One of the World's Big Spender on TV Shows
By Lucy Handley
中国的数字包括广播或线性电视，以及包括百度，阿里巴巴和腾讯在内的在线服务。 2017年，在线平台已经花费了45亿美元，而IHS Markit预计这将在2018年上升，超过64亿美元的线性电视台节目。
百度是中国平台爱奇艺的大股东，该公司在2月底拥有6000万用户，并于3月在纳斯达克上市。 Netflix在6月底拥有1.3亿用户，已经向爱奇艺提供了一些内容，因此可以进入中国市场。据Pew Research称，流媒体服务现在是年轻观众在美国观看电视的主要方式，在18至29岁的人中有61％的人表示他们使用流媒体。
与Netflix，亚马逊和Hulu的情况一样，原创节目对中国流媒体网站非常重要，这些内容在2017年占所有中文节目的49％。据IHS Markit高级研究分析师Kia Ling Teoh说，因为提供的作品是在其他地方无法观赏，这就鼓励人们注册，而且也为其他商业机会提供了机会。
China is now the world's second-highest spender on television shows after the U.S., with its annual expenditure hitting $10.9 billion in 2017.
It beat the U.K., with a spend of $10 billion, into second place, according to a report by analyst IHS Markit. Both countries' program spend is dwarfed by the U.S., which spent $58.3 billion on content.
The Chinese figure includes broadcast or linear TV as well as online services including Baidu, Alibaba and Tencent. Online platforms spent $4.5 billion on programing in 2017 and IHS Markit expects this to rise in 2018, beating the $6.4 billion linear TV stations spent on programming.
Baidu is the majority owner of Chinese platform iQiyi, which had 60 million subscribers at the end of February and went public on Nasdaq in March. Netflix, which had 130 million subscribers at the end of June, has provided some of its content to iQiyi so it can enter the Chinese market. Streaming services are now the main way younger audiences watch TV in the U.S., with 61 percent of 18 to 29-year-olds saying they use them, according to Pew Research.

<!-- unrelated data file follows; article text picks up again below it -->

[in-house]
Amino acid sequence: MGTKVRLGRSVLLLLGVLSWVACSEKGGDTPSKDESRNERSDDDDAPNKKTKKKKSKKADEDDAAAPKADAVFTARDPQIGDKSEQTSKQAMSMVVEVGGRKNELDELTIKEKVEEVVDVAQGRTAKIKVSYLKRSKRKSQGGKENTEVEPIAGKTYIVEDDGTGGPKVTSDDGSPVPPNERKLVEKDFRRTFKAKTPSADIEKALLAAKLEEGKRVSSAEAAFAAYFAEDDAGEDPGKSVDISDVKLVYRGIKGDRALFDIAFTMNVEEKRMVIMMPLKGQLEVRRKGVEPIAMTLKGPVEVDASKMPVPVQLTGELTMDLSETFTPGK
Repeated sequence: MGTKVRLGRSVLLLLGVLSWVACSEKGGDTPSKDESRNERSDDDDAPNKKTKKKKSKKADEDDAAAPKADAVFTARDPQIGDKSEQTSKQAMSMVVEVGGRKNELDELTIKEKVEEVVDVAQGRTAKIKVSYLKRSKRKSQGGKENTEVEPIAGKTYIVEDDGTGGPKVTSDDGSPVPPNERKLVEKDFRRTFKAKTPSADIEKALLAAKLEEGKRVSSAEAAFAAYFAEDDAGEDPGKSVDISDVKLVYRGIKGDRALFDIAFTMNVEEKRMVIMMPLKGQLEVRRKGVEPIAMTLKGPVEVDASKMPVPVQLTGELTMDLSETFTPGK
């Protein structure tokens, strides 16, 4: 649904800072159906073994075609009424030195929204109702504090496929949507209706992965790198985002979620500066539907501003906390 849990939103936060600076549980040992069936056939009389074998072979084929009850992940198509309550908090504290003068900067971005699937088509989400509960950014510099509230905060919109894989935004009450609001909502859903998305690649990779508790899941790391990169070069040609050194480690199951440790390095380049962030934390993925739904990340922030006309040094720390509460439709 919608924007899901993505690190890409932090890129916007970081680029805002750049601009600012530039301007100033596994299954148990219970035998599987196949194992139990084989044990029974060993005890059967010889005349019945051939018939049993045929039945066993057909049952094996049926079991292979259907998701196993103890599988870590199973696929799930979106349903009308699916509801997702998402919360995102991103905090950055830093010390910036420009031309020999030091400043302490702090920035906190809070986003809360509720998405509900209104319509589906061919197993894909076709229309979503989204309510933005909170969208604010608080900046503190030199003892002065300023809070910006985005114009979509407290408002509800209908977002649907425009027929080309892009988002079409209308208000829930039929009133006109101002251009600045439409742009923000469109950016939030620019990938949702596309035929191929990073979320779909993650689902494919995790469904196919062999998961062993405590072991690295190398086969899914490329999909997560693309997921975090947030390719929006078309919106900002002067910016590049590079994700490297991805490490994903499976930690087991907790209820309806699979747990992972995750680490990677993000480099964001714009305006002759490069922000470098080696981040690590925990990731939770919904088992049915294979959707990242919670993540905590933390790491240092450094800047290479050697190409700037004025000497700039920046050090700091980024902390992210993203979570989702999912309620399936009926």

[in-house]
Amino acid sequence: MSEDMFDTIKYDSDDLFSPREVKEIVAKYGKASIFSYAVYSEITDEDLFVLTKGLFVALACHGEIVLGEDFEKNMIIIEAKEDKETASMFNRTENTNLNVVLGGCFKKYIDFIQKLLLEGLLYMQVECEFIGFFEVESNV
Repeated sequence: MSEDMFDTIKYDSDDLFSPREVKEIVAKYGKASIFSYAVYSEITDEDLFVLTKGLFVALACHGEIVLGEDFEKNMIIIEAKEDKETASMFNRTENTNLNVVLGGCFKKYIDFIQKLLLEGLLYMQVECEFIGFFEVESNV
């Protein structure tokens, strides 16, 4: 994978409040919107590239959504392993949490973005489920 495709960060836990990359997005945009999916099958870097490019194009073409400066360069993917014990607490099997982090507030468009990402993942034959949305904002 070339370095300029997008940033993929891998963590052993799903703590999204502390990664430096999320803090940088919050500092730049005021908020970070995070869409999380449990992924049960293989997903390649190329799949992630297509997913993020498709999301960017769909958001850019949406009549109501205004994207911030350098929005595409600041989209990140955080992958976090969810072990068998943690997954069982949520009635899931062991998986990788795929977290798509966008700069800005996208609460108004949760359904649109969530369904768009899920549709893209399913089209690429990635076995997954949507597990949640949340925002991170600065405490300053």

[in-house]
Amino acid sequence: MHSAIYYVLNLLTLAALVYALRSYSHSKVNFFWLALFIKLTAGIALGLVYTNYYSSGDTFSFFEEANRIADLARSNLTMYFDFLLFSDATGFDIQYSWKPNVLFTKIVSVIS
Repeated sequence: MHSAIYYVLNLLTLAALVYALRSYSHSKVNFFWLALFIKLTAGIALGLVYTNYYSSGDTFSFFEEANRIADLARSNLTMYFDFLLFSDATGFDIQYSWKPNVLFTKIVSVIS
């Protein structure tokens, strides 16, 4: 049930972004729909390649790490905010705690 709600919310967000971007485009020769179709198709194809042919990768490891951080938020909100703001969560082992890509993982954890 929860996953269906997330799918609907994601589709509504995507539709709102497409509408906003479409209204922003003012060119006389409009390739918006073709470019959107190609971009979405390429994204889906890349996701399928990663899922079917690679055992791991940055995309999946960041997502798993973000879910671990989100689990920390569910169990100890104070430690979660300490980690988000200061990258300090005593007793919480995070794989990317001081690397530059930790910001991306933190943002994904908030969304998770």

As is the case for Netflix, Amazon and Hulu, original shows are important to Chinese streaming sites, with such content making up 49 percent of all Chinese programs in 2017. Producing content not available elsewhere encourages people to sign up and provides other commercial opportunities, according to IHS Markit Senior Research Analyst Kia Ling Teoh.
"Broadcasters and online platform companies are increasingly creating their own content, not only to lure paying subscribers, but also for merchandising, mobile game development and other new revenue streams," she said in an emailed statement.
But unlike Netflix, the Chinese companies rely more on advertising and sponsorship. "If the cost of content continues to surge, such aggressive investment will become unsustainable," Teoh added.
Acquired programming made up 46 percent of Chinese TV in 2017, with sports shows making up 5 percent. This is set to rise as Chinese consumers want more sports content, reflected in its rising ad spend during this year's World Cup soccer tournament. Commercials during and around the tournament increased overall ad spending in China by $835 million, according to media group Zenith.
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